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Jed Mercurio is a man so good at writing twisting, shocking, gripping television that nobody even pays attention to the fact that his name is Jed Mercurio. For any other TV show, that would be a central point of discussion. For Line of Duty, though, there’s no time to appreciate such a unique moniker: you’re too busy not breathing.
Season 4 steps up the tension and surprises to the biggest degree yet, and it’s only fitting that it should be heralded by the casting of Thandie Newton in its lead role. Newton, who has been impressing in HBO’s Westworld, is a wonderful screen presence, capable of being vulnerable and sympathetic while also been ruthless and calculating. Her DCI Roz Huntley, then, is a fantastic addition to the cop drama’s line-up of men and women in blue. She fiercely drives forward an investigation into a serial kidnapper and murderer at the kind of ambitious pace that you know is destined to end badly, resulting in an adrenaline-pumping operation that opens the season.
Of course, things do end badly, and so AC-12 enters the frame to clear the details. Martin Compston, Vicky McClure and Adrian Dunbar are as likeable as ever as the unit determined to uncover the truth. They are aided by PC Maneet Bindra (Maya Sondhi) and newcomer Detective Constable Jamie Desford (Royce Pierreson).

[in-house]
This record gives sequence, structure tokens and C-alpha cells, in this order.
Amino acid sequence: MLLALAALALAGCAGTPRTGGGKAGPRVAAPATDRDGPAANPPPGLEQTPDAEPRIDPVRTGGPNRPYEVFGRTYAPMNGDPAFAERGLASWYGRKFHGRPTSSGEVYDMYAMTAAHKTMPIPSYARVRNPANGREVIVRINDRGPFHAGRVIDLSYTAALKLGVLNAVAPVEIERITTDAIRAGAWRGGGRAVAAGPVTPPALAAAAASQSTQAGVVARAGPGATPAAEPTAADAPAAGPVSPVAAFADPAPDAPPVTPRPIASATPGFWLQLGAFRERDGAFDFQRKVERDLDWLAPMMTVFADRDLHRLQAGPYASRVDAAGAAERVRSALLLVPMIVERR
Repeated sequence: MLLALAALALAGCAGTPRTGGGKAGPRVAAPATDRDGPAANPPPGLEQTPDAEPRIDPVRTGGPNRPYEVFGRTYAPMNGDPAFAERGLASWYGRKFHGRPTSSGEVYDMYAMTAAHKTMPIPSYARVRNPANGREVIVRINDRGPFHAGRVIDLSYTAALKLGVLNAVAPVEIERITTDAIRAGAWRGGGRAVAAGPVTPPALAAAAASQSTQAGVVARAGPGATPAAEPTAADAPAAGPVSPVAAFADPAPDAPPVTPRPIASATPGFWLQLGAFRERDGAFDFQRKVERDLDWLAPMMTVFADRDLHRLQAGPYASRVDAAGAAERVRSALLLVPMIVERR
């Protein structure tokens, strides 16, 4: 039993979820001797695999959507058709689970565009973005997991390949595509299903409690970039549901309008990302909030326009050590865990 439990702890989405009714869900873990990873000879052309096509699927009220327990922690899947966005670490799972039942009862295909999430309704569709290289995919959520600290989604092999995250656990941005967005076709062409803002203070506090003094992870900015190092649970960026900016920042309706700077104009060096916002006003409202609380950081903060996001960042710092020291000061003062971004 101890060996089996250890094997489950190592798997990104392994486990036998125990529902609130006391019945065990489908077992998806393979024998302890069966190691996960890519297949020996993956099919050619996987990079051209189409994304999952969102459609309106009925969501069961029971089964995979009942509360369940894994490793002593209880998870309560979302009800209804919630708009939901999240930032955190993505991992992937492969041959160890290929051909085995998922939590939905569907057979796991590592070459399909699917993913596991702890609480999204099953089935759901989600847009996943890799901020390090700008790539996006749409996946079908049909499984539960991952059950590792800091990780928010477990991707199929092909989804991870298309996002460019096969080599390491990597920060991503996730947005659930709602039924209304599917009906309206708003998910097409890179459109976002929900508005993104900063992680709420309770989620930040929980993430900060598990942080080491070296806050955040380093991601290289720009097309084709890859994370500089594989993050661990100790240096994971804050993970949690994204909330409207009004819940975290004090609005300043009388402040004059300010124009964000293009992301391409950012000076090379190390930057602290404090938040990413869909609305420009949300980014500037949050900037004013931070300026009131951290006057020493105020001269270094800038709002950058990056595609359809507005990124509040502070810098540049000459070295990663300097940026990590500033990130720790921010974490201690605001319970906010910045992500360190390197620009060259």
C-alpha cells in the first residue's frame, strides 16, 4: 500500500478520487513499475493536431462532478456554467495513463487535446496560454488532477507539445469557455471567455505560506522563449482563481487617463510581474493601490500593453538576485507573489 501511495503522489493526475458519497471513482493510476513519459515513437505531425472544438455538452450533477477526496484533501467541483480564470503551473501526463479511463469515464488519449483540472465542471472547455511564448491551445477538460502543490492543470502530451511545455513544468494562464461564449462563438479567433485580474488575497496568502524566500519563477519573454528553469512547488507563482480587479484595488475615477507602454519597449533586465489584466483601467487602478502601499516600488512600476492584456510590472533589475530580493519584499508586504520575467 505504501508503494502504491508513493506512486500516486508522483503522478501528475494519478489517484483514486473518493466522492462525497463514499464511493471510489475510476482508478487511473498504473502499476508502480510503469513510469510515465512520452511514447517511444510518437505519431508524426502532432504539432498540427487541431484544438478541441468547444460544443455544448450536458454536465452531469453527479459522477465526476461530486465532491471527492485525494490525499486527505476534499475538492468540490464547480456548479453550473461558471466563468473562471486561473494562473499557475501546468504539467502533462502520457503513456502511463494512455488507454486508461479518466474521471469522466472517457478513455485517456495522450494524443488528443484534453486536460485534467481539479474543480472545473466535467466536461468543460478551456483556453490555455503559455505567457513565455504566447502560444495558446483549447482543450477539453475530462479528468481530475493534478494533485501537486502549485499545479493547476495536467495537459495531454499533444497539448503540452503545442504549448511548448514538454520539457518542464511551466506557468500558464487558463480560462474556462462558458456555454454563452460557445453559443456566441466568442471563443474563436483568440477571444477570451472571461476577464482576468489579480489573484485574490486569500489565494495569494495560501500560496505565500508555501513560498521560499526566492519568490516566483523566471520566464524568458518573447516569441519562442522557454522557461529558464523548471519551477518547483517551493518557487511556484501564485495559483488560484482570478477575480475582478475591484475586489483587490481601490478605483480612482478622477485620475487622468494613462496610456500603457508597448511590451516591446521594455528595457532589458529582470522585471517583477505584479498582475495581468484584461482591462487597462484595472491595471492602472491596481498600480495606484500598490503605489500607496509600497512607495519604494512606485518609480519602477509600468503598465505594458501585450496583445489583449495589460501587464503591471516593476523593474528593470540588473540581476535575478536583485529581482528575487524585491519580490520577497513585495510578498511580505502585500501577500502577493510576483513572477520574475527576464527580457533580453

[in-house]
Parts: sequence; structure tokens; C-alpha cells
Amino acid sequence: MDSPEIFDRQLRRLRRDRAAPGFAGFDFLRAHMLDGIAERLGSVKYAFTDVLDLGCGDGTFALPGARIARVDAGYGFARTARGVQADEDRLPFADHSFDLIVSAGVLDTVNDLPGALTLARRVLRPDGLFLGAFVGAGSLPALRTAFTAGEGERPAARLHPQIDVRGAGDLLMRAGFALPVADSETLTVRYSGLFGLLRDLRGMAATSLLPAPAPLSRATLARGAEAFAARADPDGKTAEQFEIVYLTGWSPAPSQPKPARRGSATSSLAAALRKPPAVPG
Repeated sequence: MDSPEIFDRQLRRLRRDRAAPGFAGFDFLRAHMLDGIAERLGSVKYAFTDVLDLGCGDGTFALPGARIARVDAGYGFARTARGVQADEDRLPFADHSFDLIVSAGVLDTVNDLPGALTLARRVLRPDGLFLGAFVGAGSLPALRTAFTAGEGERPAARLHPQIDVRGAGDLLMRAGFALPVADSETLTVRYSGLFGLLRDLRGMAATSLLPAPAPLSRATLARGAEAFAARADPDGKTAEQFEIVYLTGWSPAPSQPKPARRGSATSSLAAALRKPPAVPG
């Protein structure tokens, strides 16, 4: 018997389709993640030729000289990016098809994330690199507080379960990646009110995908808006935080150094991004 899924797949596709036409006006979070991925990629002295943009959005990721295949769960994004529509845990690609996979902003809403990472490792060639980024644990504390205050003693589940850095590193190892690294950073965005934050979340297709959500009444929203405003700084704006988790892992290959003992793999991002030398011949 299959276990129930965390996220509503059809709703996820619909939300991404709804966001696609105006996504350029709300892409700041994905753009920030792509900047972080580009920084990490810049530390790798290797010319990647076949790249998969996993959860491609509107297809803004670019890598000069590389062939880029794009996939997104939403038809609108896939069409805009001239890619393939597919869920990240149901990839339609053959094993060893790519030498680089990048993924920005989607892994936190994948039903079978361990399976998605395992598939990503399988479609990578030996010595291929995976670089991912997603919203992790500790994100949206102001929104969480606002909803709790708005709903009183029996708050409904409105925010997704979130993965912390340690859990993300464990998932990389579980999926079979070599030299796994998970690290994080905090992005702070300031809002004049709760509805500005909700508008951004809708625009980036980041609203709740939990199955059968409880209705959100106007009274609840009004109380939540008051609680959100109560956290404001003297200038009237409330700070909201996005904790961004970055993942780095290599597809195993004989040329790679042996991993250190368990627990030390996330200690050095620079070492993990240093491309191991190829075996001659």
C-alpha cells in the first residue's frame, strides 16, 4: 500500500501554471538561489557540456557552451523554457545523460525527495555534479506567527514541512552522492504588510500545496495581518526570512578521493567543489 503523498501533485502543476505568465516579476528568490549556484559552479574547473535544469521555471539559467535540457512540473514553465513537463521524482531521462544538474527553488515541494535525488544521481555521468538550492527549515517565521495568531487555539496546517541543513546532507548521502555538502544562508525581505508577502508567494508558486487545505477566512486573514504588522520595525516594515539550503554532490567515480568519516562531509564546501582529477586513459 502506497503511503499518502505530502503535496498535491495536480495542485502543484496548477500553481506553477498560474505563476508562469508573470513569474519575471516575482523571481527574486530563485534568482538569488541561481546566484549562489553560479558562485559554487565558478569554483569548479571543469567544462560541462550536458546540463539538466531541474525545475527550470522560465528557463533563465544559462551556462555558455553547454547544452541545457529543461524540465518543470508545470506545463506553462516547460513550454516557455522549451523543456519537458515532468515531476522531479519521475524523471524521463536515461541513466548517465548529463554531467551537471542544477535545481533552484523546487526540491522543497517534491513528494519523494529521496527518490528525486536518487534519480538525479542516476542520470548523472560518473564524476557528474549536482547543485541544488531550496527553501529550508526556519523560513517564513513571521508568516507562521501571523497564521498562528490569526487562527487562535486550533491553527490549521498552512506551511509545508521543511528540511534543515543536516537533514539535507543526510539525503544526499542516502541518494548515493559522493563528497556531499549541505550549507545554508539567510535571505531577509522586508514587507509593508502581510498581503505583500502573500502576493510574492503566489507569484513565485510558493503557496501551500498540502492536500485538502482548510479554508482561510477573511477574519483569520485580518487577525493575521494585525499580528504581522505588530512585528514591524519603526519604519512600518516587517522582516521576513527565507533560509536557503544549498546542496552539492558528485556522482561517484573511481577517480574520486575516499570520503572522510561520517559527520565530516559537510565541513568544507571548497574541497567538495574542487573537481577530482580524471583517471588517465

But with everyone’s attention focused on Thandie Newton’s casting, Jason Watkins emerges as the surprise second lead of the season. He plays a forensics guru, Tim Ifield, who finds himself going head-to-head with Huntley, and his attention to detail is only rivalled by Huntley’s own forensic commitment to the task at hand. A mother of two and wife to husband Nick (Lee Ingleby), Roz will do anything to stop her life unravelling, including putting Nick at risk.
Mercurio plots and directs with impeccably improbable flourishes and reveals. Dead bodies turn up again in unexpected places. Interviews hinge on evasive answers and reluctant confessions. And departmental loyalties are tested, challenged and shifted as the ensemble is shuffled like a deck of cards. Every time you think something might be unrealistic or implausible, Mercurio ramps up the pace to move your attention elsewhere, and the cast are convincing and compelling enough to draw you along with them.
Indeed, Detective Sergeant Steve Arnott (Compston) and Detective Sergeant Kate Fleming (McClure) have perhaps their most to do to date, placing themselves in physical as well as professional danger. And, after several seasons of enjoyably gruff, stern dedication to doing the right thing, Dunbar’s Superintendent Ted Hastings also enjoys the chance to hint at something more beneath his surface, a shading in of colour to the noble boss that leaves you dying to watch Season 5 immediately.
Line of Duty: Season 1 to 4 is available on Netflix UK, as part of an £8.99 monthly subscription.